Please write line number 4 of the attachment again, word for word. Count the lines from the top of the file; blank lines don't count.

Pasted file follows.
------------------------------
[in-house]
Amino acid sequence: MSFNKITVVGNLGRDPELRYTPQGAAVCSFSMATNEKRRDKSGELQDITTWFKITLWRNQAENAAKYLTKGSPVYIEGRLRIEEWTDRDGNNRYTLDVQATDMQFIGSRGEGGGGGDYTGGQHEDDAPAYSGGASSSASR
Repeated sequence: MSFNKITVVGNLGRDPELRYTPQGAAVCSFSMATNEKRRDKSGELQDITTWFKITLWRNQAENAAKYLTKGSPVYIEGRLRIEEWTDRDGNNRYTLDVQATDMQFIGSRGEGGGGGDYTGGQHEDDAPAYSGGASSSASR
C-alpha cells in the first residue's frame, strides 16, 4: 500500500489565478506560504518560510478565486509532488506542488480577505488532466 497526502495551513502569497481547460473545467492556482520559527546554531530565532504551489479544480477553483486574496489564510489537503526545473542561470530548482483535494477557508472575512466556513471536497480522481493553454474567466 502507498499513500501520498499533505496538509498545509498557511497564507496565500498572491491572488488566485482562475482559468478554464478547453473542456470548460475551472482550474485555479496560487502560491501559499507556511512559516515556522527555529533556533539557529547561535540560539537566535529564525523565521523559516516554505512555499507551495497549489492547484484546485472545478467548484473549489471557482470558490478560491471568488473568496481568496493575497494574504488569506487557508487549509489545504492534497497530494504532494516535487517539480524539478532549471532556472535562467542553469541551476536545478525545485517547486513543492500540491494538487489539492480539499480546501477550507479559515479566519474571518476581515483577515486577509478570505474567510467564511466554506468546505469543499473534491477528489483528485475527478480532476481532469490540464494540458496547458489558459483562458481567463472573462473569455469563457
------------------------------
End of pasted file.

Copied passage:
C-alpha cells in the first residue's frame, strides 16, 4: 500500500489565478506560504518560510478565486509532488506542488480577505488532466 497526502495551513502569497481547460473545467492556482520559527546554531530565532504551489479544480477553483486574496489564510489537503526545473542561470530548482483535494477557508472575512466556513471536497480522481493553454474567466 502507498499513500501520498499533505496538509498545509498557511497564507496565500498572491491572488488566485482562475482559468478554464478547453473542456470548460475551472482550474485555479496560487502560491501559499507556511512559516515556522527555529533556533539557529547561535540560539537566535529564525523565521523559516516554505512555499507551495497549489492547484484546485472545478467548484473549489471557482470558490478560491471568488473568496481568496493575497494574504488569506487557508487549509489545504492534497497530494504532494516535487517539480524539478532549471532556472535562467542553469541551476536545478525545485517547486513543492500540491494538487489539492480539499480546501477550507479559515479566519474571518476581515483577515486577509478570505474567510467564511466554506468546505469543499473534491477528489483528485475527478480532476481532469490540464494540458496547458489558459483562458481567463472573462473569455469563457